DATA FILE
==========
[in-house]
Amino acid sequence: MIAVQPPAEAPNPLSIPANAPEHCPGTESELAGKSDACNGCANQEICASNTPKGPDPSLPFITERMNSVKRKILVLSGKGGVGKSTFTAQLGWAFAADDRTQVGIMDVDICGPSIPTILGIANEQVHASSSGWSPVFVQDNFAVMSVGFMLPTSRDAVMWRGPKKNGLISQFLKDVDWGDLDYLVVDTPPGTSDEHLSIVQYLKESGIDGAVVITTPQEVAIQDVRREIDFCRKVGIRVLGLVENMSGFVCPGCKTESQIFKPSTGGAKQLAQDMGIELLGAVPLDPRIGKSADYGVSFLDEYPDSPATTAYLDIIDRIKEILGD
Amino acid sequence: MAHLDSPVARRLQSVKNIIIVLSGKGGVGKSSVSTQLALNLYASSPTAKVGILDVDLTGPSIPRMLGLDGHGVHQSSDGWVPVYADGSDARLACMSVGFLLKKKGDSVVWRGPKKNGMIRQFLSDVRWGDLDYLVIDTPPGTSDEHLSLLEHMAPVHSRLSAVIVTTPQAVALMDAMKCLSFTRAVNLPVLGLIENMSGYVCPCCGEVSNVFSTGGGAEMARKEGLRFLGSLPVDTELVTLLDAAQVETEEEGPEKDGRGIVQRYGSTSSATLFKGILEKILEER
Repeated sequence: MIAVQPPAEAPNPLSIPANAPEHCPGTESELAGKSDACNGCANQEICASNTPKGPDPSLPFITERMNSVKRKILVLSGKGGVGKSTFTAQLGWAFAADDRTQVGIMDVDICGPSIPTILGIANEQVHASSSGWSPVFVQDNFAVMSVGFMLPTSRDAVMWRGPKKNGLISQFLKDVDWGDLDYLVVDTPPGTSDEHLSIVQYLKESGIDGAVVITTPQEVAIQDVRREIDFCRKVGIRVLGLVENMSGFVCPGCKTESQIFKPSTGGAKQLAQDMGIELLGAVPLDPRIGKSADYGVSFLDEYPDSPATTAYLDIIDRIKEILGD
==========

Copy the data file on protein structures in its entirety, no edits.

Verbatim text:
[in-house]
Amino acid sequence: MIAVQPPAEAPNPLSIPANAPEHCPGTESELAGKSDACNGCANQEICASNTPKGPDPSLPFITERMNSVKRKILVLSGKGGVGKSTFTAQLGWAFAADDRTQVGIMDVDICGPSIPTILGIANEQVHASSSGWSPVFVQDNFAVMSVGFMLPTSRDAVMWRGPKKNGLISQFLKDVDWGDLDYLVVDTPPGTSDEHLSIVQYLKESGIDGAVVITTPQEVAIQDVRREIDFCRKVGIRVLGLVENMSGFVCPGCKTESQIFKPSTGGAKQLAQDMGIELLGAVPLDPRIGKSADYGVSFLDEYPDSPATTAYLDIIDRIKEILGD
Amino acid sequence: MAHLDSPVARRLQSVKNIIIVLSGKGGVGKSSVSTQLALNLYASSPTAKVGILDVDLTGPSIPRMLGLDGHGVHQSSDGWVPVYADGSDARLACMSVGFLLKKKGDSVVWRGPKKNGMIRQFLSDVRWGDLDYLVIDTPPGTSDEHLSLLEHMAPVHSRLSAVIVTTPQAVALMDAMKCLSFTRAVNLPVLGLIENMSGYVCPCCGEVSNVFSTGGGAEMARKEGLRFLGSLPVDTELVTLLDAAQVETEEEGPEKDGRGIVQRYGSTSSATLFKGILEKILEER
Repeated sequence: MIAVQPPAEAPNPLSIPANAPEHCPGTESELAGKSDACNGCANQEICASNTPKGPDPSLPFITERMNSVKRKILVLSGKGGVGKSTFTAQLGWAFAADDRTQVGIMDVDICGPSIPTILGIANEQVHASSSGWSPVFVQDNFAVMSVGFMLPTSRDAVMWRGPKKNGLISQFLKDVDWGDLDYLVVDTPPGTSDEHLSIVQYLKESGIDGAVVITTPQEVAIQDVRREIDFCRKVGIRVLGLVENMSGFVCPGCKTESQIFKPSTGGAKQLAQDMGIELLGAVPLDPRIGKSADYGVSFLDEYPDSPATTAYLDIIDRIKEILGD